To fabricate the prism 100, micromachining technology is utilized. For example, the microfluidic channel 110 can be milled at a sub-mm scale on a Mini-Mill desktop CNC system from Minitech Machinery Corp. In alternative embodiment, the each part of the prism is printed using additive manufacturing techniques (or 3D printing). However the device can also be fabricated using embossing or casting techniques.

In one example fabrication method using micromachining, the prism 100 is formed from two half-pieces (a first part 151 and a second part 152) joined together. In this example, the first part 151 and the second part 152 are manufactured from PMMA stock 3.175-mm thick. As shown in FIG. 2, the first part 151 is milled is milled with a 0.05 inch end mill to create a groove 153 300 microns deep on its surface. The second part 152 has a flat surface. Both half-pieces 151,152 are milled to form inlet/outlet segments, alignment mechanism 106, and transducer through-slots. The alignment mechanism 106 (shown in FIG. 2), such as an alignment key, allow `snap-together` assembly with sufficient precision to create complex channels 110 and to present a planar face on the exterior of the prism 100 for uniform acoustic coupling. For example, the transducers 120 are contained within slots and coupled acoustically to the prism 100 with water, way oil, or acoustic coupling gel. To complete assembly, the two half-pieces 151, 152 are bonded by cleaning first with soap and water, ashing the faces to be bonded in a Harrick Plasma Cleaner (in air) for five minutes, and then clamping the two pieces between glass plates and baking in an oven at 305 degrees F. for 60 minutes. This fabrication technique allows for very rapid prototyping of different designs.

Given the relative ease of micromachining a custom channel 120 profile, in one embodiment the method of fabricating a device further comprises simulating the separation dynamics to determine the optimal device configuration. For example, according to one embodiment, COMSOL 4.3b Multiphysics Software is used to model particle motion in a channel 1270 .mu.m wide and 150 .mu.m deep tilted 20.degree. with respect to the acoustic field. However, any simulation software can be used. The fluidic medium is water with a velocity of 10 mm/s. Using the particle tracing with mass postanalysis function in COMSOL, 3 .mu.m to 9 .mu.m diameter particles are simulated including the drag force from the fluid and the force due to the acoustic field. An analytic expression was used for the acoustic force given by:

.times..pi..times..times..times..beta..times..lamda..times..times..rho..t- imes..rho..times..rho..rho..beta..beta..times..function..times..pi..lamda.- .times..times..times..function..theta..times..times..times..times..theta..- times..function..theta..times..pi..times..times..eta..times..times..functi- on..times..times. ##EQU00001## .times..pi..times..times..times..beta..times..lamda..times..times..rho..t- imes..rho..times..rho..rho..beta..beta..times..function..times..pi..lamda.- .times..times..times..function..theta..times..times..times..times..theta..- times..function..theta..times..pi..times..times..eta..times..times..times.- .times. ##EQU00001.2##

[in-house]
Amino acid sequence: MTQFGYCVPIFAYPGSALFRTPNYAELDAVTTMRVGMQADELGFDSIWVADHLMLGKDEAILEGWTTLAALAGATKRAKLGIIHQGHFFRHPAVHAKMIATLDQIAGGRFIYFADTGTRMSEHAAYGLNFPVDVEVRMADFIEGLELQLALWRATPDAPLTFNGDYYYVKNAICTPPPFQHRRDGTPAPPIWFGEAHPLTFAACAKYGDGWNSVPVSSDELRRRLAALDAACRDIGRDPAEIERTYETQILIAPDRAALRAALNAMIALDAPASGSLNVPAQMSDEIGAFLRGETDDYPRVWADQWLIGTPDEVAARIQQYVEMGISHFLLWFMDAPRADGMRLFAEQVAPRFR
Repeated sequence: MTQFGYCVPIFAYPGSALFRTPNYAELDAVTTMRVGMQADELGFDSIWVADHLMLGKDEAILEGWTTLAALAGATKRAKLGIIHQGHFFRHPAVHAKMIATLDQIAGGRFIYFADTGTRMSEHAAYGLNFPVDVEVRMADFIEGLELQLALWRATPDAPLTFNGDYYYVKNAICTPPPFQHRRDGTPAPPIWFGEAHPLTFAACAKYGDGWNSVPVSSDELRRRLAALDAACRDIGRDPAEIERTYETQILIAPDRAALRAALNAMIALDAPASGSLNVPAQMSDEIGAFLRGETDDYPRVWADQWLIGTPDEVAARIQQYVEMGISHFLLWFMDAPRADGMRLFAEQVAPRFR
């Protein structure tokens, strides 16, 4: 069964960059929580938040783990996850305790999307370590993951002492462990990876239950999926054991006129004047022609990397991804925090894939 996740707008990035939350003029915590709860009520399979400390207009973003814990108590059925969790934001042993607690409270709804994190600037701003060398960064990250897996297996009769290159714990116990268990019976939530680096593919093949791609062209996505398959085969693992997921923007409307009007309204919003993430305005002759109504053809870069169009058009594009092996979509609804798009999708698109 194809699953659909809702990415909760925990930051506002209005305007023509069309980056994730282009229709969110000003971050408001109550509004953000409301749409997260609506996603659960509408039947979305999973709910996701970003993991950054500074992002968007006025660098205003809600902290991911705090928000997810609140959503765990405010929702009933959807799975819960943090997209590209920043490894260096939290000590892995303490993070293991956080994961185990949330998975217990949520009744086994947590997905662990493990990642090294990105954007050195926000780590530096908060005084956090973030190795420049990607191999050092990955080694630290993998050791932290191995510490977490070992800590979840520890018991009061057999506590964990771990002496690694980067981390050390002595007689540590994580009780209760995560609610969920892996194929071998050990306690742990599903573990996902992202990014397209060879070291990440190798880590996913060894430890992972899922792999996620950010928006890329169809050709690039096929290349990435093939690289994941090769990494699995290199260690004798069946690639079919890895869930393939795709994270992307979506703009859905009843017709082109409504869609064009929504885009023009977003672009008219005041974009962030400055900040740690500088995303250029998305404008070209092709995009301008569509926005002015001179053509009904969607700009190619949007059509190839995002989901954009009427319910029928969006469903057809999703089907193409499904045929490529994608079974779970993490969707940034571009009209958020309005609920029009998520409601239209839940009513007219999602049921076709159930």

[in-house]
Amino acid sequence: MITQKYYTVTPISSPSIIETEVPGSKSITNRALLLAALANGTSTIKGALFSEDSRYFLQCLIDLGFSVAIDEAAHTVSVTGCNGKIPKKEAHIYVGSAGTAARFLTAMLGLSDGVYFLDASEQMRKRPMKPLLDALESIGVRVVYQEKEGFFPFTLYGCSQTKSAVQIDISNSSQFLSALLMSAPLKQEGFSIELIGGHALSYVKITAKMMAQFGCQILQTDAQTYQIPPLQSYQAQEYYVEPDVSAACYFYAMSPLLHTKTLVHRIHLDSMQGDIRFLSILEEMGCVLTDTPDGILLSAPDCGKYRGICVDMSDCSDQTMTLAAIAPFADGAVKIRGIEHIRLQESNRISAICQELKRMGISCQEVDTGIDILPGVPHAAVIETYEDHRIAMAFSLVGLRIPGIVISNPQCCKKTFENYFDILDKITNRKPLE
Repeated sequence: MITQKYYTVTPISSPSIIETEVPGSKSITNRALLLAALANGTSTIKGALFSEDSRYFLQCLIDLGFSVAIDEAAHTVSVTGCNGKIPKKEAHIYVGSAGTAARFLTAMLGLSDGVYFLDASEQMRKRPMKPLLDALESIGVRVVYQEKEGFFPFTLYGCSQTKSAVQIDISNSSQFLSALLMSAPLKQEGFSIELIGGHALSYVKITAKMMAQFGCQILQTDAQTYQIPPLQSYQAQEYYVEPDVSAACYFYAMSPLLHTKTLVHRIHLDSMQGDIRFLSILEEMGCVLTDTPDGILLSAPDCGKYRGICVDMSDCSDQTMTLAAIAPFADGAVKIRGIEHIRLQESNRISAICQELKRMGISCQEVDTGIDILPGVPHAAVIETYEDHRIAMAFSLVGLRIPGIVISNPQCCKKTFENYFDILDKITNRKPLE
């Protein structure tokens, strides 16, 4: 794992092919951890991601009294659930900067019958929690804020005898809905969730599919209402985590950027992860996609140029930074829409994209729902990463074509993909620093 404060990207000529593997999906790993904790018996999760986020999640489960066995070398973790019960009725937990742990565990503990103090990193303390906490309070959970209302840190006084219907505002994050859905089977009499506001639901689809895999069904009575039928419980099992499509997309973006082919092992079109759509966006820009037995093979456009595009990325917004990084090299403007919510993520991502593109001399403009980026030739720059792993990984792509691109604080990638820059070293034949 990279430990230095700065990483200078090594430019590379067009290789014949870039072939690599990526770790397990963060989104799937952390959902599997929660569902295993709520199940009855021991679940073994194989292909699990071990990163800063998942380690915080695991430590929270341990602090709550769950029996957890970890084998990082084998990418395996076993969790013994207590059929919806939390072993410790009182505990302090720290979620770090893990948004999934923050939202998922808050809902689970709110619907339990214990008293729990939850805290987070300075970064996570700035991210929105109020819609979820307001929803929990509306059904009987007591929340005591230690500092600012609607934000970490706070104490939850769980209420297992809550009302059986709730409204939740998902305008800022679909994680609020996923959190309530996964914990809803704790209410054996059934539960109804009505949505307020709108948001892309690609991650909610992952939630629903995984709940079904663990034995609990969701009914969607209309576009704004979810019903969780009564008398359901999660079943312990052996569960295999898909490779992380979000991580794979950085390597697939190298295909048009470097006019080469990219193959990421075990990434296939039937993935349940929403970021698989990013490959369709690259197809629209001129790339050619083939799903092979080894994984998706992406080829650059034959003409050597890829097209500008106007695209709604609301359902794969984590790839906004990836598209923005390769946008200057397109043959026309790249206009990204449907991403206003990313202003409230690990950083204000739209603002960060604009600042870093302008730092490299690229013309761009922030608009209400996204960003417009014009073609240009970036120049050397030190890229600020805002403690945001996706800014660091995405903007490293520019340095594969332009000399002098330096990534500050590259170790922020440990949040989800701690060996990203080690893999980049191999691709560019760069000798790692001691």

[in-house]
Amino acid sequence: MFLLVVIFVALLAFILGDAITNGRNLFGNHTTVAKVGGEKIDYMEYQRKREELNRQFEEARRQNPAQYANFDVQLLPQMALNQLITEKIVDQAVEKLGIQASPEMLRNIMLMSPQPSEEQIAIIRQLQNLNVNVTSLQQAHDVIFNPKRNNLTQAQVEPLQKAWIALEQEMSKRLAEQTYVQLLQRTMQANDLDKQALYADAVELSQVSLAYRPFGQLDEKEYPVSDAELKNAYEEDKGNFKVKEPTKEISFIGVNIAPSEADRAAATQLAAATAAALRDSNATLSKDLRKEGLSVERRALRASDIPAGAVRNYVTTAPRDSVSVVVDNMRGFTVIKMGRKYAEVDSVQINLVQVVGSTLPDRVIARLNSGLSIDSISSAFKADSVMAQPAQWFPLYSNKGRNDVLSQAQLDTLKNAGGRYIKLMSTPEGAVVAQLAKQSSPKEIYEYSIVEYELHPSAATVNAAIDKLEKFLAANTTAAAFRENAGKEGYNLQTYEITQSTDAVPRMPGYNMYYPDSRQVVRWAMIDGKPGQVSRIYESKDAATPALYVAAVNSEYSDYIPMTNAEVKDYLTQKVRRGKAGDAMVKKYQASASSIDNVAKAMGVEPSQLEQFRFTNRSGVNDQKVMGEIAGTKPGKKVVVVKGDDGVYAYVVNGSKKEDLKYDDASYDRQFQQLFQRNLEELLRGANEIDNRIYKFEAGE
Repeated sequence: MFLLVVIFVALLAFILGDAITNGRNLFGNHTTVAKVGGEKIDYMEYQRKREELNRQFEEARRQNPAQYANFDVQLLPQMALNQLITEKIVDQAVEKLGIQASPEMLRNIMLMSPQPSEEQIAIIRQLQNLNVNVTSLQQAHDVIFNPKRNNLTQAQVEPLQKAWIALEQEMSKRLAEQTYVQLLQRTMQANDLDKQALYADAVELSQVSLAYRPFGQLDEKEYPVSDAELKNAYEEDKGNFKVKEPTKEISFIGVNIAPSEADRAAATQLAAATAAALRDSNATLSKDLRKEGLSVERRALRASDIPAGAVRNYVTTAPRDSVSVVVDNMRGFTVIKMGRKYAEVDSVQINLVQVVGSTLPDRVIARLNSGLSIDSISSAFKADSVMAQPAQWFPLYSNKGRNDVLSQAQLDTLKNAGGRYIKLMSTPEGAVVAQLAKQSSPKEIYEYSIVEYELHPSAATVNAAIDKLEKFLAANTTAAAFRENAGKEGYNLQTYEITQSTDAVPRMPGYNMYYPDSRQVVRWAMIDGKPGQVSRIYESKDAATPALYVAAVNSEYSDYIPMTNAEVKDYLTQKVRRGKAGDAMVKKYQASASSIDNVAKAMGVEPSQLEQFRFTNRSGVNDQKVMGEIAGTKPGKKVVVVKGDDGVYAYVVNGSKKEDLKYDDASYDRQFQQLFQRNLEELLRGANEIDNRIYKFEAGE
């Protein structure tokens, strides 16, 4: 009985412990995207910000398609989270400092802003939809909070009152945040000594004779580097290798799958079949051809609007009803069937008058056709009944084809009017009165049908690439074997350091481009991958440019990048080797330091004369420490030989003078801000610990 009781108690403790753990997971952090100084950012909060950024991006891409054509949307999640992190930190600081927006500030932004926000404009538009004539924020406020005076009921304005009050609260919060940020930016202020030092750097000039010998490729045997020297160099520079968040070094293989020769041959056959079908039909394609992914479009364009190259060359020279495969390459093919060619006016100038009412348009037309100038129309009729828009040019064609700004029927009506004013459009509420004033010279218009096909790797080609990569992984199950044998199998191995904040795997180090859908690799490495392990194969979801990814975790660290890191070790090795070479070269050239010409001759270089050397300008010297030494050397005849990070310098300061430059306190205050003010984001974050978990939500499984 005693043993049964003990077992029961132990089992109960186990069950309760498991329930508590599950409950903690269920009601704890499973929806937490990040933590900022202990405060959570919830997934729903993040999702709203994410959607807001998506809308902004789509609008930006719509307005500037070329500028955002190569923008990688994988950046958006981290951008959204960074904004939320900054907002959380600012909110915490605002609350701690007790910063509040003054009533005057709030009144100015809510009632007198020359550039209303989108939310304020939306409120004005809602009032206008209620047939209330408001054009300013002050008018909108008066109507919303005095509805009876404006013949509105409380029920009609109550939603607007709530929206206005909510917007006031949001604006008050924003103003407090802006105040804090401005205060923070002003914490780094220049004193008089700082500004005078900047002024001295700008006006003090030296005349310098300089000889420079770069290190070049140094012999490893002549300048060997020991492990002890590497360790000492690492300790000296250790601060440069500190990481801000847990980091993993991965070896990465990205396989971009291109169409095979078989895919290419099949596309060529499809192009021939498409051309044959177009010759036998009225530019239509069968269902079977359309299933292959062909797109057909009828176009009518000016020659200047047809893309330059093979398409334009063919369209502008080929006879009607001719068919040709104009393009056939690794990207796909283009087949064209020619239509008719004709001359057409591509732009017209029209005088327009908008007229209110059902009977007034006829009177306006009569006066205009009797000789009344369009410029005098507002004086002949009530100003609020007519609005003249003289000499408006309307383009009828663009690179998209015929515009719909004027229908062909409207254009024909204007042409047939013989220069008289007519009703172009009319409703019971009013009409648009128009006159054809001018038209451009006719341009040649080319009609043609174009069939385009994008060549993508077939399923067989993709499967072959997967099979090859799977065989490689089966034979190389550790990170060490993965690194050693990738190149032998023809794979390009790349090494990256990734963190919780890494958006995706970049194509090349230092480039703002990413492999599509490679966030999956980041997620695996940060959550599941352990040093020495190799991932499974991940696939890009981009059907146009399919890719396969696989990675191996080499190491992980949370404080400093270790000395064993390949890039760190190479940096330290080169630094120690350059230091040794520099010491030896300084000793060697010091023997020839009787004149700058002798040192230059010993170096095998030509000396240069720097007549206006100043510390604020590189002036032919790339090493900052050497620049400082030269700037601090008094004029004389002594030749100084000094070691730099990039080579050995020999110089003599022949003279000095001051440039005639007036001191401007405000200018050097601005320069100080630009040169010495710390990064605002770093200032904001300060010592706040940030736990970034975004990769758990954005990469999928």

where {circumflex over (x)} is the particle coordinate along the channel, y is the particle coordinate across the channel, p.sub.0 is the acoustic pressure which controls the amplitude of the force, r is the particle radius, .rho. is the density of the particles and the medium, water, p and m respectively, .beta. is the compressibility of the particles and the medium, .lamda. is the wavelength, 200 .mu.m, and .theta. is the tilt angle of the channel.

This equation represents the force from the acoustic field created by acoustic waves incident from both sides of the channel. Using this simulation, parameters can be varied to achieve separation for a given particle size.

Because bulk acoustic waves enter the microfluidic channel from the sides (unlike a SAW device where the waves enter from the bottom), the nodal separation is dependent only on the acoustic frequency and acoustic velocity in the fluid. Thus, node lines with 100 micron spacing require a frequency of about 7.41 MHz. In one example device, separation of 2 .mu.m and 15 .mu.m polymer spheres suspended in water was accomplished by driving the transducers 120 with 33V amplitude at 6.8 MHz, which is a resonant frequency of some PZT transducers 120, and gives a node spacing of about 113 microns. This example is shown in FIG. 5.

In one example embodiment, the channel has a width of 1.27 mm, a height of 300 .mu.m, a length of about 4-5 mm, and a tilt angle of 15.degree. or 30.degree. with respect to the exterior walls 101 of the prism 100. In this particular embodiment, the prism 100 has a height of 5.08 mm and a width of 4.34 mm. However, a wide range of dimensions, shapes, and other design parameters may work.

While the disclosure has been described in detail and with reference to specific embodiments thereof, it will be apparent to one skilled in the art that various changes and modification can be made therein without departing from the spirit and scope of the embodiments. Thus, it is intended that the present disclosure cover the modifications and variations of this disclosure provided they come within the scope of the appended claims and their equivalents.